What is eternal life?
When the Bible speaks of eternal life, it refers to a gift of God that comes only “through Jesus Christ our Lord” (Romans 6:23). This gift is in contrast to the “death” that is the natural result of sin.
The gift of eternal life comes to those who believe in Jesus Christ, who is Himself “the resurrection and the life” (John 11:25). The fact that this life is “eternal” indicates that it is perpetual life—it goes on and on and on, with no end.
It is a mistake, however, to view eternal life as simply an unending progression of years. A common New Testament word for “eternal” is aiónios, which carries the idea of quality as well as quantity. In fact, eternal life is not really associated with “years” at all, as it is independent of time. Eternal life can function outside of and beyond time, as well as within time.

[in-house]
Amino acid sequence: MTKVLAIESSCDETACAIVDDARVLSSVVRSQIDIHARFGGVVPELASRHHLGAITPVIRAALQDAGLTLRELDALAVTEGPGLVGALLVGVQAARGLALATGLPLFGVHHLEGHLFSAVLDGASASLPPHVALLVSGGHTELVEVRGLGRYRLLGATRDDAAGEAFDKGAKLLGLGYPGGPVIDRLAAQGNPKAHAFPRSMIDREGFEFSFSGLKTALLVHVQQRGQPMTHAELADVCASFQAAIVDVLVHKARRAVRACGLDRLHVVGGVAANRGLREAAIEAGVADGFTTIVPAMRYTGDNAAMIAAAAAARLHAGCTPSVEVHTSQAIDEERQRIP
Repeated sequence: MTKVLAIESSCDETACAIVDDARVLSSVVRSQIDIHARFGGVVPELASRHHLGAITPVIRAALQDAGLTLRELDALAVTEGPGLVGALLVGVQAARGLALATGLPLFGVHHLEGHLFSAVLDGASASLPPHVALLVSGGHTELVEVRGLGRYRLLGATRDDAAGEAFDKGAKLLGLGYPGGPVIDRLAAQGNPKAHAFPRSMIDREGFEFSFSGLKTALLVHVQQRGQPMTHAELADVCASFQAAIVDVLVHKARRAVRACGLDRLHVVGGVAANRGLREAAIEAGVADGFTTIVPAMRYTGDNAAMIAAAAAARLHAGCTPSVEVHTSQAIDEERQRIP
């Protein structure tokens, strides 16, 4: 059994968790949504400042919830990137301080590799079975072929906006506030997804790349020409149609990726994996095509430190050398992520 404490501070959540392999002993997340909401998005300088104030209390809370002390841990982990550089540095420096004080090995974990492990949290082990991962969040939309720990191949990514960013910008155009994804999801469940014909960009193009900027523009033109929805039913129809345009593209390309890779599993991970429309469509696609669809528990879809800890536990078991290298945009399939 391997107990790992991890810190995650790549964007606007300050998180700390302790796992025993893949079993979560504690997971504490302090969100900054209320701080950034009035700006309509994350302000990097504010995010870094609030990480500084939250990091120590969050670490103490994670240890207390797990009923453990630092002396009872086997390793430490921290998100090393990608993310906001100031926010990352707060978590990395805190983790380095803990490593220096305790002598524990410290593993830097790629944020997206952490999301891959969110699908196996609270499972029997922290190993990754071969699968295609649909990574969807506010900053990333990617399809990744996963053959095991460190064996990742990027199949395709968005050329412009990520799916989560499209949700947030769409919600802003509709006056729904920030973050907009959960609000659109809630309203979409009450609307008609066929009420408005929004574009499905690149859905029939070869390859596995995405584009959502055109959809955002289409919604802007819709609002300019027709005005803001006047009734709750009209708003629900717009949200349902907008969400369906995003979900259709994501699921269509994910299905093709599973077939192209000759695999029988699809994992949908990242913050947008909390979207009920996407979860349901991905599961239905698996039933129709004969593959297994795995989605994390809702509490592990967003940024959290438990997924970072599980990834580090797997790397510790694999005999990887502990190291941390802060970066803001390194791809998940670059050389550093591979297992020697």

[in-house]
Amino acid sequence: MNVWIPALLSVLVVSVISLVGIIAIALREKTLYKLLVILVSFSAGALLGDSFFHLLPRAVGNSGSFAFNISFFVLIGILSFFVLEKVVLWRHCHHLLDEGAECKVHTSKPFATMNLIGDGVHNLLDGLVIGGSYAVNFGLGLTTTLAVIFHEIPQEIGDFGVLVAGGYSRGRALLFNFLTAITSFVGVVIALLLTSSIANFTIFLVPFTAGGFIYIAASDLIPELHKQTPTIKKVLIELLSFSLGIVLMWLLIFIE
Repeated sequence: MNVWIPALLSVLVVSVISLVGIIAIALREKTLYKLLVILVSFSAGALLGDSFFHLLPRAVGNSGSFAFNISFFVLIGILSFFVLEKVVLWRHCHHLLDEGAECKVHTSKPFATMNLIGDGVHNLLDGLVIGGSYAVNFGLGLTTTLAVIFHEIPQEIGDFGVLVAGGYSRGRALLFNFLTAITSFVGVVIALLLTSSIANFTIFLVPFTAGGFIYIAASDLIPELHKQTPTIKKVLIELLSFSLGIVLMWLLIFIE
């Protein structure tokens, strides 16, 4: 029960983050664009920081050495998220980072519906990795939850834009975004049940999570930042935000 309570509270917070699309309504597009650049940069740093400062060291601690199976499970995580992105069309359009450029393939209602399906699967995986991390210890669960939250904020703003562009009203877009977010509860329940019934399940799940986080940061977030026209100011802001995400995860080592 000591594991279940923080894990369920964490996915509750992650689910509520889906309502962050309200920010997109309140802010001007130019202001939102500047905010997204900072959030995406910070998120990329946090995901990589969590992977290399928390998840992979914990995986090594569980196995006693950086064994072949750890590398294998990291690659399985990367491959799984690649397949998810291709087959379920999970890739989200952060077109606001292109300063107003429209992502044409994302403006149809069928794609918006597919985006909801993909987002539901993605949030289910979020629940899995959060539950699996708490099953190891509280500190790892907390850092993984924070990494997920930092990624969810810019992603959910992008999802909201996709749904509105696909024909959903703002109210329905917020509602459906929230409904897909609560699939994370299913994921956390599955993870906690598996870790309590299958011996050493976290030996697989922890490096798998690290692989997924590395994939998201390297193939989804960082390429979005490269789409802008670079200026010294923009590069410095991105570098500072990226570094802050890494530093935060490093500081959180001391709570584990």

For this reason, eternal life can be thought of as something that Christians experience now. Believers don’t have to “wait” for eternal life, because it’s not something that starts when they die. Rather, eternal life begins the moment a person exercises faith in Christ. It is our current possession. John 3:36 says, “Whoever believes in the Son has eternal life.” Note that the believer “has” (present tense) this life (the verb is present tense in the Greek, too). We find similar present-tense constructions in John 5:24 and John 6:47. The focus of eternal life is not on our future, but on our current standing in Christ.
The Bible inextricably links eternal life with the Person of Jesus Christ. John 17:3 is an important passage in this regard, as Jesus prays, “Now this is eternal life: that they know you, the only true God, and Jesus Christ, whom you have sent.” Here, Jesus equates “eternal life” with a knowledge of God and of the Son. There is no knowledge of God without the Son, for it is through the Son that the Father reveals Himself to the elect (John 17:6; 14:9).